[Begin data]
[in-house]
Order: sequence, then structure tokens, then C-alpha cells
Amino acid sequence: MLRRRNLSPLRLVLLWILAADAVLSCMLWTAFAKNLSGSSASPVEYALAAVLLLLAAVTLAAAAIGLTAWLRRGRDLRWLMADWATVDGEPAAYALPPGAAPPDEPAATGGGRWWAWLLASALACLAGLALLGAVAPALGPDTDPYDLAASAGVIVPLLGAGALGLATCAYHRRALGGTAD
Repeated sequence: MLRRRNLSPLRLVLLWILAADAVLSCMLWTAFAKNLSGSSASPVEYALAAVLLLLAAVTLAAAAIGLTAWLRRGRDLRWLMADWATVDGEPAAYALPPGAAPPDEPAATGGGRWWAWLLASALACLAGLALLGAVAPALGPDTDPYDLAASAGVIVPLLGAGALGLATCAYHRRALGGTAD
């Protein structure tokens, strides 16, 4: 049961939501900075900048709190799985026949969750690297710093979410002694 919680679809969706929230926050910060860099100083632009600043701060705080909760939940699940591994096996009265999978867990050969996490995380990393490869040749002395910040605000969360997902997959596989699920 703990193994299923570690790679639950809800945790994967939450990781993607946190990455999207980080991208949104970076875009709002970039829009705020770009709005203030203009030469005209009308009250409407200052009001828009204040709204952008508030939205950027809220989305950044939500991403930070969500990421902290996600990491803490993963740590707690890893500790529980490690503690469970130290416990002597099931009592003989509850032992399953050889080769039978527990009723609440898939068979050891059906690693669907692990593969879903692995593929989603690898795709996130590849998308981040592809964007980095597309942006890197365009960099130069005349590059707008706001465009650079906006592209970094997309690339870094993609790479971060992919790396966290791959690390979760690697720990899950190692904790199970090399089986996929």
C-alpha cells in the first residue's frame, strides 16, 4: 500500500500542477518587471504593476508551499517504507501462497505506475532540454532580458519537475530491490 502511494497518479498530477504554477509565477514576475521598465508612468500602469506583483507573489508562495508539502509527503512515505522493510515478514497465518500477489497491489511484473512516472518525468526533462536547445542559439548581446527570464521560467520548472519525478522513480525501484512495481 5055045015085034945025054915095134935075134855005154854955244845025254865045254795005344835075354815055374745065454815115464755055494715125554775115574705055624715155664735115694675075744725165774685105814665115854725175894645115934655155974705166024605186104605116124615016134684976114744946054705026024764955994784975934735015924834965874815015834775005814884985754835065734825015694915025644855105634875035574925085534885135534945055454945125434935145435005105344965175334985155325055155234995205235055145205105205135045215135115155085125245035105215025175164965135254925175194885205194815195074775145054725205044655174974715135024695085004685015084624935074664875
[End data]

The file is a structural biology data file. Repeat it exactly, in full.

[in-house]
Order: sequence, then structure tokens, then C-alpha cells
Amino acid sequence: MLRRRNLSPLRLVLLWILAADAVLSCMLWTAFAKNLSGSSASPVEYALAAVLLLLAAVTLAAAAIGLTAWLRRGRDLRWLMADWATVDGEPAAYALPPGAAPPDEPAATGGGRWWAWLLASALACLAGLALLGAVAPALGPDTDPYDLAASAGVIVPLLGAGALGLATCAYHRRALGGTAD
Repeated sequence: MLRRRNLSPLRLVLLWILAADAVLSCMLWTAFAKNLSGSSASPVEYALAAVLLLLAAVTLAAAAIGLTAWLRRGRDLRWLMADWATVDGEPAAYALPPGAAPPDEPAATGGGRWWAWLLASALACLAGLALLGAVAPALGPDTDPYDLAASAGVIVPLLGAGALGLATCAYHRRALGGTAD
């Protein structure tokens, strides 16, 4: 049961939501900075900048709190799985026949969750690297710093979410002694 919680679809969706929230926050910060860099100083632009600043701060705080909760939940699940591994096996009265999978867990050969996490995380990393490869040749002395910040605000969360997902997959596989699920 703990193994299923570690790679639950809800945790994967939450990781993607946190990455999207980080991208949104970076875009709002970039829009705020770009709005203030203009030469005209009308009250409407200052009001828009204040709204952008508030939205950027809220989305950044939500991403930070969500990421902290996600990491803490993963740590707690890893500790529980490690503690469970130290416990002597099931009592003989509850032992399953050889080769039978527990009723609440898939068979050891059906690693669907692990593969879903692995593929989603690898795709996130590849998308981040592809964007980095597309942006890197365009960099130069005349590059707008706001465009650079906006592209970094997309690339870094993609790479971060992919790396966290791959690390979760690697720990899950190692904790199970090399089986996929």
C-alpha cells in the first residue's frame, strides 16, 4: 500500500500542477518587471504593476508551499517504507501462497505506475532540454532580458519537475530491490 502511494497518479498530477504554477509565477514576475521598465508612468500602469506583483507573489508562495508539502509527503512515505522493510515478514497465518500477489497491489511484473512516472518525468526533462536547445542559439548581446527570464521560467520548472519525478522513480525501484512495481 5055045015085034945025054915095134935075134855005154854955244845025254865045254795005344835075354815055374745065454815115464755055494715125554775115574705055624715155664735115694675075744725165774685105814665115854725175894645115934655155974705166024605186104605116124615016134684976114744946054705026024764955994784975934735015924834965874815015834775005814884985754835065734825015694915025644855105634875035574925085534885135534945055454945125434935145435005105344965175334985155325055155234995205235055145205105205135045215135115155085125245035105215025175164965135254925175194885205194815195074775145054725205044655174974715135024695085004685015084624935074664875